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Mosque in SW Germany attacked for second time in two weeks

US Rep. Ilhan Omar (D-MN) (L) talks with Speaker of the House Nancy Pelosi (D-CA) during a rally with fellow Democrats before voting on H.R. 1, or the People Act, on the East Steps of the US Capitol on March 08, 2019 in Washington, DC. (AFP photo)
Assailants target a mosque in Germany early on New Year’s Day for the second time in two weeks, inflicting material damages.

Assailants have targeted a mosque in Germany early on New Year’s Day for the second time in two weeks in the southwestern city of Baden-Wurttemberg, inflicting material damage to the place of worship.

Fatih Mosque in the town of Sontheim was attacked in the early hours of Friday by unknown assailants who broke windows and a wooden bank outside the mosque, run by the Turkish-Muslim umbrella group DITIB, said the chairman of the mosque’s foundation, Ali Ozdemir, Turkey’s official Anadolu Agency reported.

“In the recent two weeks, this has been the second attack on our mosque,” Ozdemir said, emphasizing that the anti-Muslim incident has raised fresh concerns among community members of the mosque and its foundation.

Information about the attack was reported to police authorities who launched an investigation into it, he said, noting that in the earlier act of vandalism against the worship center, a cross was painted on a wall inside the mosque.

This comes after German prosecutors charged 12 native Germans back in November with hatching a well-funded scheme to wage armed attacks against mosques in the European country with the intent of killing or injuring as many Muslims as possible.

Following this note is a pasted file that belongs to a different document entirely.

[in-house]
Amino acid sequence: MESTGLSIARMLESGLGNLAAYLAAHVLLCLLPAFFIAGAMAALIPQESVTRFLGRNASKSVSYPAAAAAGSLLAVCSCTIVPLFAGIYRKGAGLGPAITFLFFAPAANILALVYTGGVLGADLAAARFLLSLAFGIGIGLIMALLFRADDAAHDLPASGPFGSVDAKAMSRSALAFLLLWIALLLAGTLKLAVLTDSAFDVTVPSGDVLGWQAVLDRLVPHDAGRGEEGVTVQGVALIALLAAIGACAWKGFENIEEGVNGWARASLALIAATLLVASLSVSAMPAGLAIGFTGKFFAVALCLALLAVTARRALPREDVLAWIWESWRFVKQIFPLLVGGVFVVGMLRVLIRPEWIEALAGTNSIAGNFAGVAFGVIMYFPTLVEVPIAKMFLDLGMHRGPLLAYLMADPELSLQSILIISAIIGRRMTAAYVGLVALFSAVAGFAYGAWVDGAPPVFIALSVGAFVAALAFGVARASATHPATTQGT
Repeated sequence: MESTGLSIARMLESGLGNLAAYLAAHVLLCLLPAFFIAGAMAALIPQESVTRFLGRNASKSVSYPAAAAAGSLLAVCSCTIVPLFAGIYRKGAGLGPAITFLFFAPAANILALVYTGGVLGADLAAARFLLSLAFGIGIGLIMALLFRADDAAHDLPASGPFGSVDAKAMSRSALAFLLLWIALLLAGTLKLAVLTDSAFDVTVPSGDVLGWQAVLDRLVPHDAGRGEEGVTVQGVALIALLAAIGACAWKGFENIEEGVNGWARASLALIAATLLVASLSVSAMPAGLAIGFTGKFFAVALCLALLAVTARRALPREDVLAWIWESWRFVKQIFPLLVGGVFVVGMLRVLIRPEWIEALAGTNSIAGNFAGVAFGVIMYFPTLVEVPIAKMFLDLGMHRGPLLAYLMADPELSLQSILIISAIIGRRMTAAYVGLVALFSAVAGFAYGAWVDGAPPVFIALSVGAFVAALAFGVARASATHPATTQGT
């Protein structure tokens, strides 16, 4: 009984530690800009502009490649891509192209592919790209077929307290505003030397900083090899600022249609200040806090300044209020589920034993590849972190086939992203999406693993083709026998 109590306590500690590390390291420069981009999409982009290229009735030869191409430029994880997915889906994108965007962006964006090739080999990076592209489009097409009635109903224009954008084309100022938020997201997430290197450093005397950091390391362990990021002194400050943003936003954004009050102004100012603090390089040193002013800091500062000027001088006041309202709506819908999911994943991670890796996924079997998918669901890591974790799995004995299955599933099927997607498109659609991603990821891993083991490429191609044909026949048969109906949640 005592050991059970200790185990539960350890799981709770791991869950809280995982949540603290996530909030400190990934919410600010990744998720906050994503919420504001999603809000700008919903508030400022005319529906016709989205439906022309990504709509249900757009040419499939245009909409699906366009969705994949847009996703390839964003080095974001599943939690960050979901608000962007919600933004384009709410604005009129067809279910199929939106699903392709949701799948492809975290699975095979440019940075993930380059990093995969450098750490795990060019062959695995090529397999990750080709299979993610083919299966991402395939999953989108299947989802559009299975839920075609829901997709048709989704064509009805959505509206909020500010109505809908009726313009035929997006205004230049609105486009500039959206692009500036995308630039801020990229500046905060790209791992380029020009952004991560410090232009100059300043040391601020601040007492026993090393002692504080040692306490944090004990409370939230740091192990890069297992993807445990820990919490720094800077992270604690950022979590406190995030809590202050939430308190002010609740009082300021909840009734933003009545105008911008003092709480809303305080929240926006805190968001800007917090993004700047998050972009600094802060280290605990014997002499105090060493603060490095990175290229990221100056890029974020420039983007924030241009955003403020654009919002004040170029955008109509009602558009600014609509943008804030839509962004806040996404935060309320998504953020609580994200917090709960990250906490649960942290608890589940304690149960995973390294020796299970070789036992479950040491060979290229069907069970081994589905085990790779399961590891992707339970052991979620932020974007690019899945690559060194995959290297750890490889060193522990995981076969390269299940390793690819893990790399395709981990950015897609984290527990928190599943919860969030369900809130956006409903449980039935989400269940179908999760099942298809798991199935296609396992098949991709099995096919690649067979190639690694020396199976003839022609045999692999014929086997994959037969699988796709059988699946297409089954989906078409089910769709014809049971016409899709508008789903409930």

“They aimed through attacks on mosques and the killing and wounding of as many Muslims as possible to create civil war-like conditions,” the prosecutors said in a public statement at the time.

They identified the suspects as 11 gang members and one accomplice – all German nationals between the ages of 31 and 61 – adding that they had met regularly to plan the terror attack with all but one pledging to contribute thousands euros towards a 50,000-euro scheme to finance the purchase of weapons for the plot.

Authorities further noted that cash sums in the “mid four-digit range” had been discovered in homes of the suspects.

The development came as Germany has recently witnessed a wave of attacks by far-right elements targeting minorities and refugees across the country.

The existence of far-right sympathizers has also been unveiled among Germany’s police and military forces.

Moreover, members of the so-called National Socialist Underground in the country were convicted in 2018 for a decade-long spree of murders of ethnic Turks, who are predominantly Muslim.

Also last September, more than 200 German police officers raided police stations and private homes to arrest 11 colleagues accused of spreading “repulsive” far-right propaganda in online chatrooms.

At the time, Herbert Reul, interior minister of Germany's most populous region North Rhine-Westphalia (NRW), announced that the raids had targeted 34 police stations and private homes connected to the key suspects.

The suspected police officers are believed to have shared more than 100 neo-Nazi images in WhatsApp groups including swastikas, pictures of Adolf Hitler and a digitally altered image of a refugee in the gas chamber of a concentration camp.

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